However the touchpad control system located in the lower console to the rear of the gearshift lever remains far too sensitive. It’s not user-friendly especially if you are driving and it’s also out of the driver’s line-of-sight which is not good. A rotary control dial system would be much easier to use.
Even the starter ES model is well equipped with a full array of safety, driving support, sat-nav, connectivity functions, air-con and heated front seats. The Takumi version I tried has an additional high quality and powerful Mark Levinson 17-speaker audio system, 12.3-inch infotainment screen, head-up display, a 360-degree camera, LED headlights with matrix anti-dazzle function, intelligent parking sensors with pedestrian detection 18-inch alloy wheels, cooling function front seats and memory function driver’s seat and steering wheel position.
Under the skin the ES has a new type of suspension which includes Swing Valve Shock Absorbers. These have an additional valve that provides the correct amount of damping at the right time. This is claimed to improve low-speed ride comfort – which it does very well, and provides a flatter and more controlled ride during cornering at higher speeds.
The F Sport model has an upgraded version of this system giving it a selectable variable rate of stiffness. Overall the large saloon provides well-balanced handling, plenty of cornering grip with well-weighted steering response yet remains unflustered in more congested city street traffic. With its low and cruising speed noise intrusion, with the electric motor automatically providing some of the propulsion, it’s a calming and comfortable way to travel.
Where it gets noisier is with the usual petrol-electric hybrid system using the CVT auto transmission. Hard acceleration results in a higher engine droning noise levels which even the sophisticated bodyshell soundproofing cannot hide. It is the usual issue which Lexus has and it appears cannot be overcome.
Anything other than a gentle to medium touch of the accelerator will send the engine revs soaring and the noise output is not relative to any great increase in speed. The huge supply of torque provided by modern-day diesel engines and larger capacity petrol engines just cannot be matched by the petrol engine and electric motor even in Sport mode.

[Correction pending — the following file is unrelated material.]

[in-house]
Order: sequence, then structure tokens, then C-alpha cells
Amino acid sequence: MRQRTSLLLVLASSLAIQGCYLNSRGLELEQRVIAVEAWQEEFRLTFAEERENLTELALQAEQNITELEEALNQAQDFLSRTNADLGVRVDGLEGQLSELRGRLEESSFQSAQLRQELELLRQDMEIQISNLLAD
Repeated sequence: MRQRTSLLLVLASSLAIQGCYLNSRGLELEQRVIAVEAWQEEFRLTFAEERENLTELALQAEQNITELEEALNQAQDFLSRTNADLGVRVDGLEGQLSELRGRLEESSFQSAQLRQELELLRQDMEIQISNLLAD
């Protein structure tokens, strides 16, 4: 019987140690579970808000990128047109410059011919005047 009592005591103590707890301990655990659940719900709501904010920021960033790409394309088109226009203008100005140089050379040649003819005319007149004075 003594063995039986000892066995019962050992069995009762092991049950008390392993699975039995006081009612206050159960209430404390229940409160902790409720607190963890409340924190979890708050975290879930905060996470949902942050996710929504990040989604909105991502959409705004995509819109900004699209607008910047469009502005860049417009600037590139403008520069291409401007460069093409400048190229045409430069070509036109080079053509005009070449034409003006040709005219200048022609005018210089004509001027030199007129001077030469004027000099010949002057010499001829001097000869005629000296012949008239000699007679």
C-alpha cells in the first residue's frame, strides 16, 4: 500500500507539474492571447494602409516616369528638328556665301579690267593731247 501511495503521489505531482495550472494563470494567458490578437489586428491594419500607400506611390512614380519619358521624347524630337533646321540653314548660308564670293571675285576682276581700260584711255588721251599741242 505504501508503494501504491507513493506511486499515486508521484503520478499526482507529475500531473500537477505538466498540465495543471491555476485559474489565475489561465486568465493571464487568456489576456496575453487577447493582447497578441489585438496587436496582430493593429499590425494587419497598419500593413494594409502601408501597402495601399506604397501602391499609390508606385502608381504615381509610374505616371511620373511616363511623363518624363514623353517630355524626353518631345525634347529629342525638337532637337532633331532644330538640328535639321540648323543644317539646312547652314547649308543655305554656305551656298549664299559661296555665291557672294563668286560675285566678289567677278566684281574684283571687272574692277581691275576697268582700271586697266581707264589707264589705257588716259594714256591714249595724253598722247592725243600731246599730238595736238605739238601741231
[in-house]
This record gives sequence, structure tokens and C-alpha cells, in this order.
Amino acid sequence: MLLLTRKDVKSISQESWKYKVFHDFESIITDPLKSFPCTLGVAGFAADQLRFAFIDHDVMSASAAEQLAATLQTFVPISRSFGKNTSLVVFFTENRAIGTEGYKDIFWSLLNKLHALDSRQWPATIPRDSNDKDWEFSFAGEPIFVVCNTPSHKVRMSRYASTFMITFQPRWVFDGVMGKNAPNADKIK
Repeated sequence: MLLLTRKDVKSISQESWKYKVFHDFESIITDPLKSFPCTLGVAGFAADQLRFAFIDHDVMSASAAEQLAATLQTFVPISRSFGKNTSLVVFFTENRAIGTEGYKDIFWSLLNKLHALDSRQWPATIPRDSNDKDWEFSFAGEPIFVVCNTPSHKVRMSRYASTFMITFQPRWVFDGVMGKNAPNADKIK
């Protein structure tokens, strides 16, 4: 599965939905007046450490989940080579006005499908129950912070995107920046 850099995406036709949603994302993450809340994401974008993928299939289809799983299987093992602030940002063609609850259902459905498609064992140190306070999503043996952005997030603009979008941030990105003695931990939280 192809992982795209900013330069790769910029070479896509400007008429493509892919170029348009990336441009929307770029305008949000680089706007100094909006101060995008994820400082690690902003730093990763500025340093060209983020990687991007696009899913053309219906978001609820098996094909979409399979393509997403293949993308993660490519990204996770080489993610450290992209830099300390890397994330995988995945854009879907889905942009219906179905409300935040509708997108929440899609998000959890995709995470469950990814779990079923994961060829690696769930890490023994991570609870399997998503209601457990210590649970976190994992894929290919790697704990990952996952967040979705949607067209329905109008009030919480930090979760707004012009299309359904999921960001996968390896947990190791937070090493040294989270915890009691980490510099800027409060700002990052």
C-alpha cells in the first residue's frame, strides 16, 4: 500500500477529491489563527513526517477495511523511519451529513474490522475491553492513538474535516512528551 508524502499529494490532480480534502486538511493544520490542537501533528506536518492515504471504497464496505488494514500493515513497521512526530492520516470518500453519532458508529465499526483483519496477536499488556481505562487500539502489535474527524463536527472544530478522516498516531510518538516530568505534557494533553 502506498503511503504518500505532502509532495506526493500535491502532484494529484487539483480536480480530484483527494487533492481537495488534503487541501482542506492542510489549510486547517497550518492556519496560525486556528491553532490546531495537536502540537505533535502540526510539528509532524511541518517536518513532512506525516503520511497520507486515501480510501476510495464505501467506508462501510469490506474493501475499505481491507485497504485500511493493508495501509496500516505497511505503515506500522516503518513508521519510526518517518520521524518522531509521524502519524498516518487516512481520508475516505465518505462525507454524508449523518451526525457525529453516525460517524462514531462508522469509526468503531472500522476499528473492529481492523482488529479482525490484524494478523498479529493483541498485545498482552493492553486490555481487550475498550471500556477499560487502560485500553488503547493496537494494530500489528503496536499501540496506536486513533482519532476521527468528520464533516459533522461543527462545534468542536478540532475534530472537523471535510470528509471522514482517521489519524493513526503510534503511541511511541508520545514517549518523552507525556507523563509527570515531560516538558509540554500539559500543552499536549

But it scores in other ways if you drive in a more conservative manner where it is a much calmer proposition with the benefits of good fuel economy potential and lower taxes. In addition the self-charging hybrid system does away with driving range anxiety of an all-electric powered car and there is no need to try and find a working public charging point.
The new WLTP fuel economy figures vary between 52.9 and 59.3mpg depending on wheel size but nothing is quoted as an exact figure for my test car so I estimate it should be around 55mpg. During my week of driving covering all types of roads the real-life figure was 48.3mpg which is equally as good as a modern day diesel 3.0-litre units still loved by competitor premium brands and their customers. With much lower CO2 figures than a 3.0-litre diesel of just 103g/km the 2.5-litre petrol-electric self charging hybrid power source is a winner tax wise providing you chose the right spec level.
A major downside to the Takumi version I tried was the fact that it costs more than £40k and that attracts the very unpleasant £310 supplementary VED tax costs for years two to six. As all versions have the same powertrain, and the ES version is far more affordable and with relatively low tax costs, buying that version makes far more sense.
You still get the vehicle’s excellent kerb appeal, high standard spec, full safety equipment and good interior space – apart from the rear headroom that is.
Overall the ES 300h is an interesting and welcome addition to the Lexus range and an important one for its executive car brand status. Just be mindful of the version you choose.
Lexus ES 300h ES Takumi four door executive saloon £45,650
Powertrain: 2.5-litre, 4-cylinder DOHC dual VVT-i petrol engine with an electric motor/generator, total power output 215bhp, 6-step CVT auto transmission, front wheel drive
Performance: 112mph, 0-62mph 8.9-seconds, WLTP Combined Cycle 52.9 to 59.3mpg (48.3mpg on test)
CO2 103g/km, VED First Year road tax £150, Standard rate £145 + £310 supplement for 5-years as it costs over £40k, BiK company car tax 24%
Insurance group: 35E Warranty: Mechanical 3-years/60,000-miles and Hybrid component 5-years/60,000-miles
Dimensions/capacities: L 4,975mm, W 1,840mm, H 1,445mm, wheelbase 2,870mm, boot space 454-litres, 4-doors/5-seats
For: Elegant styling with huge kerb appeal, very high specification, spacious leg room front and rear, high quality fit and finish, comfortable ride, good real-life fuel economy, low company car tax costs and less costly versions have lower VED road tax costs, no driving range or finding a charging point anxieties
Against: Noisy powertrain under hard acceleration, Takumi version attracts the additional five years annual £310 VED road tax cost as it costs over £40k, restricted headroom especially in the rear, fiddly touchscreen control pad, ungenerous warranty.
© David Miles